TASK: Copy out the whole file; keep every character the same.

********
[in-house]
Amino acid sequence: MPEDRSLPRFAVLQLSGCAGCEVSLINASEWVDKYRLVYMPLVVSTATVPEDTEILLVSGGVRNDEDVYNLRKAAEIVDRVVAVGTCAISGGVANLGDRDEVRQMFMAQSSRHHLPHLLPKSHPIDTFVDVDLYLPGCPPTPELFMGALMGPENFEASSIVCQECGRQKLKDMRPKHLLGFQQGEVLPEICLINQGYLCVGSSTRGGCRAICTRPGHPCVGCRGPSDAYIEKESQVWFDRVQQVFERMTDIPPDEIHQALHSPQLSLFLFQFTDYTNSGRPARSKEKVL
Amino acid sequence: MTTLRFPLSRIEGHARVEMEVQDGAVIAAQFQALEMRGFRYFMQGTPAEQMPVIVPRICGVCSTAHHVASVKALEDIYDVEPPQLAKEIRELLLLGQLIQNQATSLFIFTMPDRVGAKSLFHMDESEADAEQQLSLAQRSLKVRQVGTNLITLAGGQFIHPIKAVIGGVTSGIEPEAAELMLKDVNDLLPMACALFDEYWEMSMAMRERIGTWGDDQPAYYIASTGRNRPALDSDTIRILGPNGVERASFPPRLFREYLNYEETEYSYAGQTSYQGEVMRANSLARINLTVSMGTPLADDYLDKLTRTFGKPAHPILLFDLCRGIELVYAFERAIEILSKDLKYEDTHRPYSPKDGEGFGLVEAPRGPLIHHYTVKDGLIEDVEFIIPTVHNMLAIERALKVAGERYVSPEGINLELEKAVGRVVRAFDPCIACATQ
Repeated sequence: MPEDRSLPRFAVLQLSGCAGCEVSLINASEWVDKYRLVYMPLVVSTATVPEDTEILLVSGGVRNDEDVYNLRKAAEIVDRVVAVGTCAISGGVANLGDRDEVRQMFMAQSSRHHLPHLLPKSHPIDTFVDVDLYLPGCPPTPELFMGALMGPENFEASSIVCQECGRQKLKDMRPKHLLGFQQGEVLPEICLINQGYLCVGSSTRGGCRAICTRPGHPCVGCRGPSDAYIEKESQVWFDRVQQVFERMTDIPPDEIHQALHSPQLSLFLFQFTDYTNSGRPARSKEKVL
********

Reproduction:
[in-house]
Amino acid sequence: MPEDRSLPRFAVLQLSGCAGCEVSLINASEWVDKYRLVYMPLVVSTATVPEDTEILLVSGGVRNDEDVYNLRKAAEIVDRVVAVGTCAISGGVANLGDRDEVRQMFMAQSSRHHLPHLLPKSHPIDTFVDVDLYLPGCPPTPELFMGALMGPENFEASSIVCQECGRQKLKDMRPKHLLGFQQGEVLPEICLINQGYLCVGSSTRGGCRAICTRPGHPCVGCRGPSDAYIEKESQVWFDRVQQVFERMTDIPPDEIHQALHSPQLSLFLFQFTDYTNSGRPARSKEKVL
Amino acid sequence: MTTLRFPLSRIEGHARVEMEVQDGAVIAAQFQALEMRGFRYFMQGTPAEQMPVIVPRICGVCSTAHHVASVKALEDIYDVEPPQLAKEIRELLLLGQLIQNQATSLFIFTMPDRVGAKSLFHMDESEADAEQQLSLAQRSLKVRQVGTNLITLAGGQFIHPIKAVIGGVTSGIEPEAAELMLKDVNDLLPMACALFDEYWEMSMAMRERIGTWGDDQPAYYIASTGRNRPALDSDTIRILGPNGVERASFPPRLFREYLNYEETEYSYAGQTSYQGEVMRANSLARINLTVSMGTPLADDYLDKLTRTFGKPAHPILLFDLCRGIELVYAFERAIEILSKDLKYEDTHRPYSPKDGEGFGLVEAPRGPLIHHYTVKDGLIEDVEFIIPTVHNMLAIERALKVAGERYVSPEGINLELEKAVGRVVRAFDPCIACATQ
Repeated sequence: MPEDRSLPRFAVLQLSGCAGCEVSLINASEWVDKYRLVYMPLVVSTATVPEDTEILLVSGGVRNDEDVYNLRKAAEIVDRVVAVGTCAISGGVANLGDRDEVRQMFMAQSSRHHLPHLLPKSHPIDTFVDVDLYLPGCPPTPELFMGALMGPENFEASSIVCQECGRQKLKDMRPKHLLGFQQGEVLPEICLINQGYLCVGSSTRGGCRAICTRPGHPCVGCRGPSDAYIEKESQVWFDRVQQVFERMTDIPPDEIHQALHSPQLSLFLFQFTDYTNSGRPARSKEKVL